I have yet to watch “Tidying Up” on Netflix, though it is currently in my lineup for shows I’d like to watch when I’m sitting still long enough to do so. Still, it’s kind of hard to ignore this KonMari tidying up process since it’s splashed all over Instagram and has recently made it into the news.

As someone that has problems with piles, I am intrigued. I also have this nasty habit of holding onto things that emotionally have some tie to some past event in my life. I’m overly sentimental. The Free People dress I went out with my mom to buy for my first date with my (now) husband 10 years ago? On a hanger in my closet. The little post it notes my mom would slip into packages or my wallet? Still there. The t-shirt with a giant Frankenstein pug face on it that my grandma got me for Christmas? Yup, have that too.

I know they’re just things. I know the bin in my grandma’s attic filled with pug stuffed animals from my middle school days are not worth keeping. I know if I donate the collection of gag t-shirts I amassed over the years nothing bad will happen. It doesn’t mean I love the people that gifted them any less.

And yet even still knowing all of this, I find myself unable to kick whatever this might be.

A few months ago I told my husband I was gutting my closet and his unenthusiastic response was just, “uh huh”. It wasn’t until a few weeks later that he said to me I’ve told him at least 4-5 times I was gutting my closet and yet when I was done, it never looked any different. And for a while I struggled with that statement, because when I walked into my closet I saw all the changes. Did he not see my scarves were all in one spot now? The one whole empty shelf that I cleared off? My shoes now all fit on the shoe rack instead of on the floor?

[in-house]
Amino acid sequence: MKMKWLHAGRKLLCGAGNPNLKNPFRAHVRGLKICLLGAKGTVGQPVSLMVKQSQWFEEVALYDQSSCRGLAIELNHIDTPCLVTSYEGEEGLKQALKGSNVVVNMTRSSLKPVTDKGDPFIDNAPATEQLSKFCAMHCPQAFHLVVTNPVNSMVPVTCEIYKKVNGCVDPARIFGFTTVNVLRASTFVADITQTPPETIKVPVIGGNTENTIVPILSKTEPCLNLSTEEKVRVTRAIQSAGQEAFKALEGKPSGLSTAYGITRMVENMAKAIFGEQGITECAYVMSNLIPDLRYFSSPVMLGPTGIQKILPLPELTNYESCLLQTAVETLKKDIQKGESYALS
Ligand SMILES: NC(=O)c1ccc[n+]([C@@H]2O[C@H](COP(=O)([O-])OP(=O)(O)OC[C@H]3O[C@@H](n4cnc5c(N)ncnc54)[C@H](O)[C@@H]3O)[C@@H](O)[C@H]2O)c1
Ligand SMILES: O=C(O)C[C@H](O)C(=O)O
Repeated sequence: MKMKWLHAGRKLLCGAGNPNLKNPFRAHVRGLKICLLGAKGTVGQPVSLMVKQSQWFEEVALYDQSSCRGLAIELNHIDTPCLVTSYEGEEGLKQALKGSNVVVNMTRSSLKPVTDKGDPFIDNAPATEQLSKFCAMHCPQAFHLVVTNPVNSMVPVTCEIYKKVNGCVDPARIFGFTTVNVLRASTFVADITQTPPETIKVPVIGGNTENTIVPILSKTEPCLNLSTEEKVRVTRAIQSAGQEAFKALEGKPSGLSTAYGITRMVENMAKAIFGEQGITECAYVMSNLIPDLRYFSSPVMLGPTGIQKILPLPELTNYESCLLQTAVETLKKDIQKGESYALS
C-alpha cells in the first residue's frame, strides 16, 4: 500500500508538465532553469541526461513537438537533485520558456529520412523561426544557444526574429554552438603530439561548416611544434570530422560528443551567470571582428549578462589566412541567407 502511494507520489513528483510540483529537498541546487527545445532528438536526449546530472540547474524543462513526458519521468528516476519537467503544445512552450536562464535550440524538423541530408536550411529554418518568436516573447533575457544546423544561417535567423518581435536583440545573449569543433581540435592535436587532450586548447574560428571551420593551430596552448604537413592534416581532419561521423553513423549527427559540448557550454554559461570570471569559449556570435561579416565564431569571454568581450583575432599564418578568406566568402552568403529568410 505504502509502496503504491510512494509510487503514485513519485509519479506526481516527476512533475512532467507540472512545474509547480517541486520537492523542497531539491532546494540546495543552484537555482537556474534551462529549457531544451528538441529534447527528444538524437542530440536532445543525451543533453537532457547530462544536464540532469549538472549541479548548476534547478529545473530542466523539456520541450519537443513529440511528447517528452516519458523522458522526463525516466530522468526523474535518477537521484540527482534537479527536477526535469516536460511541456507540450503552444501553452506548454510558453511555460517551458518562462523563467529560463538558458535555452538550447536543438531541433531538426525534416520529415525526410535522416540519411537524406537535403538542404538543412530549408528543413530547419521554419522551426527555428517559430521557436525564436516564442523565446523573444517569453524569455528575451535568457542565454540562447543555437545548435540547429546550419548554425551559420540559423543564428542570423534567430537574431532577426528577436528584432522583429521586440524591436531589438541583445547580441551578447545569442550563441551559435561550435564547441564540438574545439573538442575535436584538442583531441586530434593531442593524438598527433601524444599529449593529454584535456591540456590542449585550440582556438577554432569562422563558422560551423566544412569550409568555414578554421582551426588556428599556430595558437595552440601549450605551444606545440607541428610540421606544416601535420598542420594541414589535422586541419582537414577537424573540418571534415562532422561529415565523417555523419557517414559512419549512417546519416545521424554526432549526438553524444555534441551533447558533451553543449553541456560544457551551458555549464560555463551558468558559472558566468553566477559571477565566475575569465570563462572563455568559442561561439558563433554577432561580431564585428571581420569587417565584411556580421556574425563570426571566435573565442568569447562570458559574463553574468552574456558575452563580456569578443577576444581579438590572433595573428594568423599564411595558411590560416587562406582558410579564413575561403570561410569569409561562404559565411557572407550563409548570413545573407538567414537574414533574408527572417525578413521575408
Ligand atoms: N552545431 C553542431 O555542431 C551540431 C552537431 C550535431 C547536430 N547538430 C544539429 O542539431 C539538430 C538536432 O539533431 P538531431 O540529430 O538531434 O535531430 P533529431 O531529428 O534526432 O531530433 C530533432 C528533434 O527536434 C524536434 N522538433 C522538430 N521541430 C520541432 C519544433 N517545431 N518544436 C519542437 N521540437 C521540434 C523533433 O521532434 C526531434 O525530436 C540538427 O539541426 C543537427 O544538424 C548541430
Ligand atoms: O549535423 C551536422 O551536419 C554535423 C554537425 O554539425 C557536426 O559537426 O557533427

But he’s right. What I’ve been doing has been more of a surface cleaning. I grab the handful of items I see at the top of the pile and throw them in a bag to sell/donate. And that’s really it. My first date dress still hangs on the rack - even though I would never wear it now. My massive collection of J.Crew button downs and sweaters from when I used to work for the company is all still hanging in dry cleaning bags from over 3 years ago. They don’t fit. But I want them to so I keep them tucked away on a top shelf.

It was one small paragraph in a HuffPost article about KonMari that sparked this post. And it was from someone that simply said, “Tidying up made the problem look better on the outside, but I had to figure out that I was fundamentally unhappy with my life and take steps to change it, to fix what was happening on the inside”.

That gave me pause. There are people out there just like me. People struggling through life and coping in ways they might not even realize. Shopping. Hoarding. There have been many times I’ve been asked, “why are you like this?” and I have never had an answer. I’m not sure that I have one even now. But I feel like I’m on my way to at least understanding the question.